It is difficult for banks to distinguish which bonds are structured or involve unqualified issuers that may lead to toxic loans, so they just tighten controls altogether, said a fixed-income manager at First Capital Securities. The total amount of toxic assets may not be large, but the contagion effects are terrible, the manager said, citing the 2008 sub-prime crisis as example.
“All of a sudden, the market confidence was gone,” the manager said.
Data from the China Foreign Exchange Trade System showed that as of June 10, outstanding bonds pledged for repo financing totaled 6 trillion yuan, including 3.4 trillion yuan from nonbanks. The industry has widely thought that less than 1 trillion yuan of the collateral involves structured bonds.
Some analysts said they expected the risk of structured debts to be exposed, and the Baoshang incident only made that come sooner. They said the incident will help squeeze out bubbles of bond market demand created by the inflated issuance.
“The current credit crunch is temporary, but it will take several months (for the market) to restore the risk-control mechanism,” said a bond manager. “It is a normal process to clear up the market and force out players with dodgy practices.”
New China Fund Management told clients June 12 that it needed to sell assets after defaulting on several products. The company is among institutions that have actively expanded business involving structured bonds in recent years, sources said.
Until recently, New China Fund’s parent, Hengtai Securities Co. Ltd., was also a subsidiary of Tomorrow Holdings, a sprawling financial conglomerate funded by embattled tycoon Xiao Jianhua, which also controlled Baoshang. Earlier this month, regulators said Tomorrow had shed its stakes in more than 10 financial institutions including Hengtai.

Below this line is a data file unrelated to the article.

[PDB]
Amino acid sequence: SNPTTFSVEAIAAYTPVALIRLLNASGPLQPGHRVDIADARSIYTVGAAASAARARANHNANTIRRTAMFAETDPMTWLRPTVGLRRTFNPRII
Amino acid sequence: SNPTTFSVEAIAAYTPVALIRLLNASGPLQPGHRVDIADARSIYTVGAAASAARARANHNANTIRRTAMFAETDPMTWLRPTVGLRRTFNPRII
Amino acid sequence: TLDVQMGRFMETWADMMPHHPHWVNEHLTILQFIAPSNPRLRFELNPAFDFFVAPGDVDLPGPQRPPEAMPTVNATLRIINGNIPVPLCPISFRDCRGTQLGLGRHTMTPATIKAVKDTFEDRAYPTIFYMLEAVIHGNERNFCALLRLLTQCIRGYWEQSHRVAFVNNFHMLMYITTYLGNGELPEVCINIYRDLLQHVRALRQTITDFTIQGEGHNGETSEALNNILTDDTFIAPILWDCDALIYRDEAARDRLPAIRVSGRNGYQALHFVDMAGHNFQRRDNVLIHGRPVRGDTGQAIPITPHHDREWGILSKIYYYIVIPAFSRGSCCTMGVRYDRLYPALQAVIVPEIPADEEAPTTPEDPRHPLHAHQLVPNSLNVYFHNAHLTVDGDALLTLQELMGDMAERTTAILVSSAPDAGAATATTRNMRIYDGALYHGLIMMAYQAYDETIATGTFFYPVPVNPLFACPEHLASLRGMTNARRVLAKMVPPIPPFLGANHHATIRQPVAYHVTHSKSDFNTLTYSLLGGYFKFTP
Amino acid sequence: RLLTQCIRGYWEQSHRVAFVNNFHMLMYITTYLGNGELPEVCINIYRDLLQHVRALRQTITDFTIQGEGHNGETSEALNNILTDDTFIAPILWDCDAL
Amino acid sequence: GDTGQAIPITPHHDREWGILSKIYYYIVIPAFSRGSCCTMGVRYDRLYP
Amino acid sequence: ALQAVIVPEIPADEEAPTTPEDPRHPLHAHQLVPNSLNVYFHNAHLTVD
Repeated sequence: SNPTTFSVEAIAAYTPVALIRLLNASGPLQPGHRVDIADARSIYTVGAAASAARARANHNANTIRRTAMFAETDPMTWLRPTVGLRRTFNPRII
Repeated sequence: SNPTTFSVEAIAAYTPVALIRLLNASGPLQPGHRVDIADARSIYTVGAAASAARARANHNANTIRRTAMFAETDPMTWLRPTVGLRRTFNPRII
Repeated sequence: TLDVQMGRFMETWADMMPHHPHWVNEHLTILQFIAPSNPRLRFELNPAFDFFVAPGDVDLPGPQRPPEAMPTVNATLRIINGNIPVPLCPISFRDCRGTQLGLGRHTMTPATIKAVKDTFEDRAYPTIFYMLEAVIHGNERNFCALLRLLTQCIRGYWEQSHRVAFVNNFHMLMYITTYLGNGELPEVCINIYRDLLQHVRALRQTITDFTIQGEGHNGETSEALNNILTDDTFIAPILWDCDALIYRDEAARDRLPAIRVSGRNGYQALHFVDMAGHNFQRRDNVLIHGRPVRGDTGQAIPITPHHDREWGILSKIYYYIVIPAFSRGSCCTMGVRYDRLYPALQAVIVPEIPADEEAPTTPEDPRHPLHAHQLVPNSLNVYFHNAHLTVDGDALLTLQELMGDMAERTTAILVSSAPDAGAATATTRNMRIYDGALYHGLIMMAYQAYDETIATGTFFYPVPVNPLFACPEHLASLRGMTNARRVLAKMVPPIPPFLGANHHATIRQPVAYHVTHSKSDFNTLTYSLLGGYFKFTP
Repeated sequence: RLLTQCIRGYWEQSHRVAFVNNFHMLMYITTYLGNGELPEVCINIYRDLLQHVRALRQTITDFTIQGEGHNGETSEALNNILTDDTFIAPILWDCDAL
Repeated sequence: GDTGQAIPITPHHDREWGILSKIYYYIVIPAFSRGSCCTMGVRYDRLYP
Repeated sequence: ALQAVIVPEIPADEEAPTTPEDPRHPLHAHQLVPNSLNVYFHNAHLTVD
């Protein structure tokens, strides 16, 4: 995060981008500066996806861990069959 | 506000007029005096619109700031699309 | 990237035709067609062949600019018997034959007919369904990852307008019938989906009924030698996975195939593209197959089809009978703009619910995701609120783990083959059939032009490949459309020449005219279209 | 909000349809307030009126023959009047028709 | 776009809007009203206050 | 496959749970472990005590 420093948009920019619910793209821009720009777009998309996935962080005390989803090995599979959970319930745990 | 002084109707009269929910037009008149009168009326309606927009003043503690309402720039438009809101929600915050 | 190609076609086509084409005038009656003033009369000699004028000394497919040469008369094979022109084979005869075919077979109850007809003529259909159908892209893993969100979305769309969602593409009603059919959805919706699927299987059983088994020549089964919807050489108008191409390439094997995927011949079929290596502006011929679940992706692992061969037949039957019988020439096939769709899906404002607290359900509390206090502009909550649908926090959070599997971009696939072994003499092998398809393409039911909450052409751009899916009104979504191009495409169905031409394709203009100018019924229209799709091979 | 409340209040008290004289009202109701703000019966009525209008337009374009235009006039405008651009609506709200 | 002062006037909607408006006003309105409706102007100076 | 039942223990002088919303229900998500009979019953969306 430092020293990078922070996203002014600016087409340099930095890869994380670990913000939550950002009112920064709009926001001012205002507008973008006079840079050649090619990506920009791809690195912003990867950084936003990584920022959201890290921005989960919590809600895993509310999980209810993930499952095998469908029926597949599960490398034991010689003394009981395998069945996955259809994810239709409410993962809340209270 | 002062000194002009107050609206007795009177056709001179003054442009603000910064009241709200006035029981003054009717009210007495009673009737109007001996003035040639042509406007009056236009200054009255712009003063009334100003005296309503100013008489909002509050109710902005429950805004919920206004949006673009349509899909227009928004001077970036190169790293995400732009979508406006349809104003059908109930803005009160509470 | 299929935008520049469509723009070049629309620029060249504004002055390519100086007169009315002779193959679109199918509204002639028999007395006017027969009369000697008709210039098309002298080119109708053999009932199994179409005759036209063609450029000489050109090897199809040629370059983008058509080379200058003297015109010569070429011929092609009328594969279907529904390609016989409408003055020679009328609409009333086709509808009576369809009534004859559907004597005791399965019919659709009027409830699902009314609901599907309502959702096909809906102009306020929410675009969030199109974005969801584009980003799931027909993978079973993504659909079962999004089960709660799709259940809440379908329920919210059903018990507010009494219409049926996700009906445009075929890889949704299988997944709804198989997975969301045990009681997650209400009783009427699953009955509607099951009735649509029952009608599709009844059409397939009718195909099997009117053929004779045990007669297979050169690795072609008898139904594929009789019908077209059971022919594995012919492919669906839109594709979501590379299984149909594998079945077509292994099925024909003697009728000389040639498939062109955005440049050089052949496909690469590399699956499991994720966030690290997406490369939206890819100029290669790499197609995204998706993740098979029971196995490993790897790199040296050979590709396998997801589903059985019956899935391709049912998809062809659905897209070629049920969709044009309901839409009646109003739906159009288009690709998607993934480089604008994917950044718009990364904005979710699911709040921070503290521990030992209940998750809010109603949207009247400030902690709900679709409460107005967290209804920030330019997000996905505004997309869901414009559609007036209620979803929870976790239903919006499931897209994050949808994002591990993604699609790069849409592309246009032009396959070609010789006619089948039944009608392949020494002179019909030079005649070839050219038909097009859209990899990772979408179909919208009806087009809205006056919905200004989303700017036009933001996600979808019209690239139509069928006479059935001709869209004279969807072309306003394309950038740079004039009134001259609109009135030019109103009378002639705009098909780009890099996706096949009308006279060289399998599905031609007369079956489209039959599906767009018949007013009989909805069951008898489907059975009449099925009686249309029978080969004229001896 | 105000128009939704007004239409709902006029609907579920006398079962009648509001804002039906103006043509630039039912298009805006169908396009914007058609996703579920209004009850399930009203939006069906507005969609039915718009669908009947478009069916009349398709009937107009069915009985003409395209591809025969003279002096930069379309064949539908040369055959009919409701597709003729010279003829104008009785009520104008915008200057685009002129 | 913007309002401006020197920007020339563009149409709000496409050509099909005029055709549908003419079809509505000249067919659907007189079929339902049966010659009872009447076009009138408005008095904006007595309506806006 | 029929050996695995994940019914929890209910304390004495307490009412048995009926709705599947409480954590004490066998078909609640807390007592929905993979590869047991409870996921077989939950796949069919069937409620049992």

New China Fund didn’t disclosure the size of the defaults, but registration records show that the company currently manages 12 fixed-income products. Caixin learned that New China Fund has started reducing its position in defaulted products.
“Institutions engaged in channeling business involving structured bonds are terrified by the recent market rout,” said a bond market investor. “They are now cleaning up.”
“Bond managers didn’t realize that providing channeling business could be risky,” said a fund manager. “But as lenders cut their funding source due to fears about the quality of collateral, the business exposed them to risks.”
Industry insiders often call structured bond issuance a “118 project,” meaning such arrangements allow bond issuers to leverage 1 yuan to get 1.8 yuan of financing. In practice, the leverage could be even higher if issuers use borrowed money to buy the bonds.
The practice allows companies to access low-cost borrowing from the interbank market, which is often half as much as the cost of bond market financing, analysts said. But the companies have also to pay hefty fees to bond managers.
Some said structured bond issuance is not necessarily a bad thing as it offers a creative way for companies with limit credit access to secure financing, as long as the risks can be properly reflected by the coupon rate.
But opponents said the practice is dodgy as it takes advantage of low risk awareness on the interbank market and creates fake bond demand that distorts market prices. When such assets are used for repo financing, it could easily spread the risks in the interbank market, they said.
Yang Tiecheng, a partner of Beijing-based Han Kun Law Offices, took a tougher stance against structured bond issuance, saying the practice misleads investors.
“If the information is not truly disclosed, issuers and underwriters may contribute to fraud, which is equivalent to fraud in initial public listings,” Yang said.
Chinese regulators have shown anxiety about structured products. Guo Shuqing, the top banking and insurance regulator, on June 13 said in a speech that regulators should resolutely prevent the resurgence of complicated structured products.
“There is a global trend toward easing financial regulation, which may give a new boost to shadow banking business, and we need to pay more attention to that," Guo said.
Contact reporter Han Wei (firstname.lastname@example.org)